The second set of guidelines is about pupils and teachers. A pupil should stand up to receive the teacher as a sign of respect, wait in attendance on the teacher, pay attention to what the teacher says, and learn with a respectful attitude. The teacher, having been upheld in these ways, should lead a pupil well, keep nothing about the subject matter secret or undisclosed, praise the pupil among friends, and protect and look after the pupil. Unfortunately, nowadays very few pupils receive such nurturing from a teacher, and most teachers would be surprised to receive such treatment from a pupil.
The third set of guidelines is about husbands and wives. A husband should praise his wife, affirming that she is truly his wife; he should not look down on her; he should not be unfaithful; he should let her be in charge of the home, family, and money; and he should give her trinkets and adornments. A wife, in her turn, should organize the family affairs well, help the husband's relatives and friends, not be unfaithful, look after the family property, and be energetic in her duties. This is the advice for a traditional marriage; it presents an ideal of what each partner was expected to do. These were the guidelines for a cooperative relationship, in which there could be mutual support and respect, rather than independence, rights, and conflicts.
The fourth set of guidelines is about the relationship between two friends. One should share things with a friend, talk pleasantly, do things that are useful, be even-minded without pride, and speak truthfully without pretention. In return, the friend should give protection when one has been careless, protect one's property when one has been careless, give shelter when there is danger, not abandon one in a time of adversity, and uphold one along with one's relatives.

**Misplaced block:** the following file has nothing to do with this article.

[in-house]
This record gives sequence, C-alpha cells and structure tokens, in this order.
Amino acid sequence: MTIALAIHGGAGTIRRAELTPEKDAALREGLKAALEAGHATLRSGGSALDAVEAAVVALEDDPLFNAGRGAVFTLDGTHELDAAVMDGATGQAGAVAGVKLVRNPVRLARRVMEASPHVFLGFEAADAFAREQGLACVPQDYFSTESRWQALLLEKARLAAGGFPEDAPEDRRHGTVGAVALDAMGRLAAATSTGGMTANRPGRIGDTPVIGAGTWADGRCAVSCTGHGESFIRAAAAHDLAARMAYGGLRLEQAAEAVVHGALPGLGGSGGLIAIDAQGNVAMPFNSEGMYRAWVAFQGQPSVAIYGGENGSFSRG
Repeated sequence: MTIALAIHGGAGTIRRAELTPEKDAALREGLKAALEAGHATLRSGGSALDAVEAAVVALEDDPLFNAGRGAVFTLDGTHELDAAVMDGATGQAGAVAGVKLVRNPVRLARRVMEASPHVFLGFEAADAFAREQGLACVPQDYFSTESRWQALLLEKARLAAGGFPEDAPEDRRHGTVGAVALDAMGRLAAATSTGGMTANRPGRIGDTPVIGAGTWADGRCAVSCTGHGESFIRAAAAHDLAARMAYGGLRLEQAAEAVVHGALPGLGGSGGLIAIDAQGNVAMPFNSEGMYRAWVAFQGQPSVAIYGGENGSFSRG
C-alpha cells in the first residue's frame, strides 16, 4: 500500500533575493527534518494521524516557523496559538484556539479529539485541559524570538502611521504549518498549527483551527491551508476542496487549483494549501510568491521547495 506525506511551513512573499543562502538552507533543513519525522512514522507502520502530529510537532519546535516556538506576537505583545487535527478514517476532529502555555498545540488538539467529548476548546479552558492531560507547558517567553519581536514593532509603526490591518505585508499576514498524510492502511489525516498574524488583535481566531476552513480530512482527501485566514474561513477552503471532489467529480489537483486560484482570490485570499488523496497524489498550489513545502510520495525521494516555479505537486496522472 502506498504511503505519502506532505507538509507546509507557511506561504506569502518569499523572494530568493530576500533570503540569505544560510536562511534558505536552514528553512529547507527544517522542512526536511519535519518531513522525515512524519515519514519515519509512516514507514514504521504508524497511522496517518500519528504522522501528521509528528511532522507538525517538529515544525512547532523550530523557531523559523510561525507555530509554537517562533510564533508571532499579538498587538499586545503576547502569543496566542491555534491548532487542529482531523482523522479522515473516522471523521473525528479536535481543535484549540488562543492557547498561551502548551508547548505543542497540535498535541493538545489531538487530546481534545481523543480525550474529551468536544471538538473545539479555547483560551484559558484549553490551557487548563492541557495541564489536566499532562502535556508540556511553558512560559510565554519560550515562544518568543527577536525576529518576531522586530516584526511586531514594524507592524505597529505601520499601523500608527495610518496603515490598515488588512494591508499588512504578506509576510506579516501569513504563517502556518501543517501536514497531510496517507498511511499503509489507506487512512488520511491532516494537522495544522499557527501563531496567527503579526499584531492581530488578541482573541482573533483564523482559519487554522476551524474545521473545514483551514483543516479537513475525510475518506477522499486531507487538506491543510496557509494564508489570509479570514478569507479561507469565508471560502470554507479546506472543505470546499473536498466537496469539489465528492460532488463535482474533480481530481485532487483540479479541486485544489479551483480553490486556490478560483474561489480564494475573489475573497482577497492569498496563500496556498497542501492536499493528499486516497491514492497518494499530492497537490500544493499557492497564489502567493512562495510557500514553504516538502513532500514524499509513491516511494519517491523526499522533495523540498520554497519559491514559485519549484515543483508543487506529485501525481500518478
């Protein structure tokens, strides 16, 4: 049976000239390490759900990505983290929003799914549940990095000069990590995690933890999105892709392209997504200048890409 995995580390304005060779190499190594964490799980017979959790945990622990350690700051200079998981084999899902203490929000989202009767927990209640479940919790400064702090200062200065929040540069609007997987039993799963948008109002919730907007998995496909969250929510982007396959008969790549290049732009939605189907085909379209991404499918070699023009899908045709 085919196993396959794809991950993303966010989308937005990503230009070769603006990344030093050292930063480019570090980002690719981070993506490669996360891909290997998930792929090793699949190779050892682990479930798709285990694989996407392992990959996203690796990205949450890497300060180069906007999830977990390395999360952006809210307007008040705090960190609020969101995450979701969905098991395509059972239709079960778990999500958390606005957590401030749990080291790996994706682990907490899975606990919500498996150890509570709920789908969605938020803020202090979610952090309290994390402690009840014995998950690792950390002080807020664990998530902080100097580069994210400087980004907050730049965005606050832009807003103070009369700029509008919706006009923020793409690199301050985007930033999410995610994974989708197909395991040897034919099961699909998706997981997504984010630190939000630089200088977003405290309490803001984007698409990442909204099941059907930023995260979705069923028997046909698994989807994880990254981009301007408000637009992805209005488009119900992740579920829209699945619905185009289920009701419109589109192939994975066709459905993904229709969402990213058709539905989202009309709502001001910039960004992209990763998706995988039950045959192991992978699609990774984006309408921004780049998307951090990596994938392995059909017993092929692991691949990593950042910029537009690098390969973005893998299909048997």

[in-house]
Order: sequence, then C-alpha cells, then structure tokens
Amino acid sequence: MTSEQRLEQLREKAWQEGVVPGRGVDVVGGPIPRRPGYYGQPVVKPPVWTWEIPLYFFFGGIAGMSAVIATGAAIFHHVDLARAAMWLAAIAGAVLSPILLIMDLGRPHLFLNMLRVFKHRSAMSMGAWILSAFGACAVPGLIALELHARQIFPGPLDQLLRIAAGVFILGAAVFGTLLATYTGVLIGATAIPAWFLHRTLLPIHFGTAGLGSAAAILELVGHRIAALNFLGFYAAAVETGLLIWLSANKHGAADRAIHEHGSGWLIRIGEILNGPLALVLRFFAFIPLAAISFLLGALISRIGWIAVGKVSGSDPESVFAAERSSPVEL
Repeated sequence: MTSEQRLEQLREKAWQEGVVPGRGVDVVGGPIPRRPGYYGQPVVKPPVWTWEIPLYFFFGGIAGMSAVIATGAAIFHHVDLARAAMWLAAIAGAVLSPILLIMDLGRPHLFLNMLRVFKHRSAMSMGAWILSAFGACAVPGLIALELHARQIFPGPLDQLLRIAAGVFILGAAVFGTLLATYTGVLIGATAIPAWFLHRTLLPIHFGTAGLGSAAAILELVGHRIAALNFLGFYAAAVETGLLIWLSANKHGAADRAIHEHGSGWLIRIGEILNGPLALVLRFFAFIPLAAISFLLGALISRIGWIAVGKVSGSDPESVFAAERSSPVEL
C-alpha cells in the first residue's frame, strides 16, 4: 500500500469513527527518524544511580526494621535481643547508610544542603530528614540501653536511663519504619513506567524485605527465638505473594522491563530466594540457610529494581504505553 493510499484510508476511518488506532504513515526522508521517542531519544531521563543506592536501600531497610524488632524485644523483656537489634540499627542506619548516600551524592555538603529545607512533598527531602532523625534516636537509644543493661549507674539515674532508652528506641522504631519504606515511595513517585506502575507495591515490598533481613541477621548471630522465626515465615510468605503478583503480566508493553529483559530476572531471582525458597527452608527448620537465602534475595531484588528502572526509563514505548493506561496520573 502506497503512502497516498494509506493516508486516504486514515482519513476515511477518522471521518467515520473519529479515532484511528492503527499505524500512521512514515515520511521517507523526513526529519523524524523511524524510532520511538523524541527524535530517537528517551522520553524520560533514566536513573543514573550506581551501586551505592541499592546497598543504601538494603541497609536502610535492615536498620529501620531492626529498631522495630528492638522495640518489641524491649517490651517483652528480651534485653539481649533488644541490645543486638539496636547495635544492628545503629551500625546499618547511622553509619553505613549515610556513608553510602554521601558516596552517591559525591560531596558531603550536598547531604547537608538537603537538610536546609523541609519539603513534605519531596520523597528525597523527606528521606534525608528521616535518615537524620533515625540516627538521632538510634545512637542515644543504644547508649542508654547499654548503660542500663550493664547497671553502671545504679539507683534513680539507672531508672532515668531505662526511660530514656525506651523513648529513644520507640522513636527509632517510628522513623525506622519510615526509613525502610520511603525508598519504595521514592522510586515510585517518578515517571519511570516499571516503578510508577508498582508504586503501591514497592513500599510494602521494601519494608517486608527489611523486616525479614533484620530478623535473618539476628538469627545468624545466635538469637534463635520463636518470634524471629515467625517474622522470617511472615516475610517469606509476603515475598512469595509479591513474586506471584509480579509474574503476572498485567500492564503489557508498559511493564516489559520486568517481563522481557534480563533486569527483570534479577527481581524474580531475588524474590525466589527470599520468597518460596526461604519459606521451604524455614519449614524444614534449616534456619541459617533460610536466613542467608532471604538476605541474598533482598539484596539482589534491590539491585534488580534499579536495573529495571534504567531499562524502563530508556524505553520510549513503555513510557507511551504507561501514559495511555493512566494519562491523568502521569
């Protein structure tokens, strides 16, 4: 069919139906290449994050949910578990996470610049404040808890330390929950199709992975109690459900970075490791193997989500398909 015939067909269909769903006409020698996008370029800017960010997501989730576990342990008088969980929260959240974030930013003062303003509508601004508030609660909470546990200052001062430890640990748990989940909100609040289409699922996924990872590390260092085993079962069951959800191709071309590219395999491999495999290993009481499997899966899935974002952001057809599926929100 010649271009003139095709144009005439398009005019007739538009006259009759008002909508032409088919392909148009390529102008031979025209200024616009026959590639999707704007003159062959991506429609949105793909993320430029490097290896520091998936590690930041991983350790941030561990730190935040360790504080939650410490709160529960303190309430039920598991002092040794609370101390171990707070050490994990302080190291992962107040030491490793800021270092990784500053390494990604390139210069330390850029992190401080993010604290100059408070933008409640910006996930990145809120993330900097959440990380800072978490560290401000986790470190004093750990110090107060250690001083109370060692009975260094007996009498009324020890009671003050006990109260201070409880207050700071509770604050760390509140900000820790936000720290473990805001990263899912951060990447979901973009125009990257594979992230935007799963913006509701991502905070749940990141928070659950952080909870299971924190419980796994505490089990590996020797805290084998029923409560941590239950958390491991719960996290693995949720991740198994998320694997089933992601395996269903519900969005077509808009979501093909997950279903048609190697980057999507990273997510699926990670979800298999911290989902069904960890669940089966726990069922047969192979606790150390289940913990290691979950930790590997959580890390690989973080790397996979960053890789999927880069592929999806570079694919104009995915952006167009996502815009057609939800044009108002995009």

The fifth set of guidelines is about masters and servants. A master should arrange a servant's work so that it is suitable and in accordance with their strength, give them food and rewards, look after them and nurse them when they are sick, share unusual or tasty delicacies with them, and give them time off. A servant should get up in the morning and start work before the master, finish work after the master, take away as their own only what the master gives them (in other words, not steal from him), constantly try to do better work, and praise the virtues of the master.
The final set of guidelines is about the relationship between spiritual teachers and their disciples. A spiritual teacher should encourage a disciple to do good, help them with a compassionate mind, tell them things they had not previously heard, make clear things they had already heard, and tell them how to attain the heavenly realms. A disciple should support the teacher, through loving-kindness, with actions of body, actions of speech, and actions of mind. In addition, the disciple should not forbid the teacher to enter his or her house, and the disciple should provide the requisites of food, shelter, clothing, and medicine.
These guidelines represent the traditional Buddhist advice regarding relationships. But right now, in our culture, we have to contemplate for ourselves: "What is a relationship? How should we relate? What do we expect? What do we want or demand? And what are we willing to give?" We have to ask ourselves these questions, and consider whether we know how to relate to another person.
Finding Balance Without Traditional Roles
If we come from an idealistic position, such as, "We are all equal, we are all exactly the same, there is no difference," then in various situations it's difficult to relate, isn't it? Who's going to do the dishes? Who's going to empty the dustbin? Who is going to lead? Who is going to follow? If we all feel that we are the same, then we can become confused because we don't know how to relate to each other in a structure or in a hierarchy of duties and responsibilities. So sometimes, if we are attached to the ultimate view of equality and freedom, we can become very confused, disgruntled, and even threatened by the practical side of life.
In the practice of Dhamma, we are opening the mind to the way things actually are. We begin to notice that nature itself is hierarchical, that there is always form or structure, and that when you have form, you are always going to have sequence. One is always going to be followed by two, and two is always going to be followed by three; A is followed by B, and B is followed by C. You can't say A is the same as B. If you spelled everything with an A, it would be meaningless, wouldn't it? In the conditioned world we recognize that there are sequences.